Here on good ol' Planet Earth, the human population is growing and boy are folks hungry. By 2050, there should be 9 billion of us running around, but Earth isn't getting any bigger and we probably don't want to try farming on the moon. On the Buzz, we've read about some plants that have been modified to resist drought and tough climates, but what about the wisdom of the ancient Andeans?
Courtesy David Almeida
No, no, not that wisdom, delicious as it is. I'm talking about Andean farmers. These guys are reviving tough heirloom potatoes, clever terraces, and Incan irrigation systems. The species and systems had been used for thousands of years, and were probably adapted to the uncertainties of agriculture in the high mountains.
But when Spaniards showed up a few centuries ago with their own methods, traditional ways slowly fell out of use even though they were better suited to the region's need. Now that farmers are rediscovering the benefits of these ancient traditions, they're hoping these methods can help hungry folks in other parts of the world, too. Now that's a wisdom I can sink my teeth into!
Courtesy sfllawWord on the street is that the world may be ending on Saturday. Unfortunately, I’m not sure exactly when—I’m not keyed into the ins and outs of religious fear mongering enough to make an exact calculation—so I can’t tell you if you should cancel your lunch date, or if you’ve got until midnight to continue doing whatever it is you do. Jigsaw puzzles? Hard drugs? Far be it from me to judge.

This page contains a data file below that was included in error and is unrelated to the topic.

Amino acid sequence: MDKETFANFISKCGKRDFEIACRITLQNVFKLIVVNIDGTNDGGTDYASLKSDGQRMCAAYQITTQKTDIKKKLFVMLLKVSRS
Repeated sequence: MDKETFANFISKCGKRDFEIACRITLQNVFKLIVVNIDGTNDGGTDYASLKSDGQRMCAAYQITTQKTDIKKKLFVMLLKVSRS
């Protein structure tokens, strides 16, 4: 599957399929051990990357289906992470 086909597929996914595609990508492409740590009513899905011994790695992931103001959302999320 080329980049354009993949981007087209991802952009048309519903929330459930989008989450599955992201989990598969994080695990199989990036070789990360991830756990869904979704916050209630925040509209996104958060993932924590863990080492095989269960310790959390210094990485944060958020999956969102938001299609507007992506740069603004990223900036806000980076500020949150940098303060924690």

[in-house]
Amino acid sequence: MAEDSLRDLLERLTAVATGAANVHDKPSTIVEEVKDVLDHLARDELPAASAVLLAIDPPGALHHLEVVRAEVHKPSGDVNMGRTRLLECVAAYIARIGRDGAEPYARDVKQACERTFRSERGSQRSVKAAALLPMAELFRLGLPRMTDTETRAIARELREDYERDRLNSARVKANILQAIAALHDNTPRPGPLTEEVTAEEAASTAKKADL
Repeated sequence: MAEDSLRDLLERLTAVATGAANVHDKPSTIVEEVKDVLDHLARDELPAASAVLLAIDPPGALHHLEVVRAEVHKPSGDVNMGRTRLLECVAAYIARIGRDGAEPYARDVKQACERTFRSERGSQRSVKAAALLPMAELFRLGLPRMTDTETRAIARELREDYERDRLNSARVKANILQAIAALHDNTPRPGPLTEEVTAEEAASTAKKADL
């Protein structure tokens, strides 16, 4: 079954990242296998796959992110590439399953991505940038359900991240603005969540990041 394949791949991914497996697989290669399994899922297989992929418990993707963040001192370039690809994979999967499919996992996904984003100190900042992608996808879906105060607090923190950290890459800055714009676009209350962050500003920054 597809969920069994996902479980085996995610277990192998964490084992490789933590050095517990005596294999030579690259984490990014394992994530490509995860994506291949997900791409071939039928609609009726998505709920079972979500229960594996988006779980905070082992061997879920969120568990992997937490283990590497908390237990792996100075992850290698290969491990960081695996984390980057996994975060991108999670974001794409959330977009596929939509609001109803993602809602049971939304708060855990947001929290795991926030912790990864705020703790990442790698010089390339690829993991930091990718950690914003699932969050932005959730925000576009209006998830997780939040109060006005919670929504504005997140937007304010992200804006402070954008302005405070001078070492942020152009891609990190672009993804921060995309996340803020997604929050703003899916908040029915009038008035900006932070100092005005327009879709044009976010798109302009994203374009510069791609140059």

And, you know, normally I’d dismiss this as an organization’s or individual’s effort to gain attention through a frightening claim that has no basis in reality, but … watermelons are freaking exploding in China!
Whatever holy scripture this May 21st thing was extrapolated from, I guarantee there’s a passage in there along the lines of, “And in the east, melons shall burst on the vine. Their shells will rupture, and tiny seeds shall fly forth. Juice will be everywhere.” I mean, it would fit, right? This is the sort of thing that always happens before the end of the world! How am I going to explain this to my cat?!
Now, some folks—I’ll call them unbelievers—insist that the exploding melons actually aren’t bursting from anxiety over the imminent end of everything they care about. Instead, they say that they’re bursting because of a lazy farming technique, where a chemical called forchlorfenuron has been over applied. Forchlorfer… whatever, causes increased cell division in fruit, and is sprayed on watermelons and their ilk to get bigger, faster growing fruit. The resulting watermelons can be oddly shaped, and don’t taste all that great, but they’re supposed to be harmless to humans. And, apparently, they can explode.
Now, generally we keep an open mind regarding fertilizers and high-yield farming techniques around here, but this is a good example of the hazards of wily-nily application of chemicals to farms. (Assuming, for the sake of argument, that this isn’t a symptom of the apocalypse.) If there’s no significant nutritional gain, it seems kind of crazy. And if this chemical is causing explosion in the crop it’s supposed to help, it makes one wonder what its effect will be when it’s absorbed in the soil or washed off the fields (and into other vegetation). And there’s the question of whether farmers should be allowed to do this. And what the market conditions are that make them want to/need to use chemicals like forchlorfenuron. And if there’s a benefit to using it in any situations.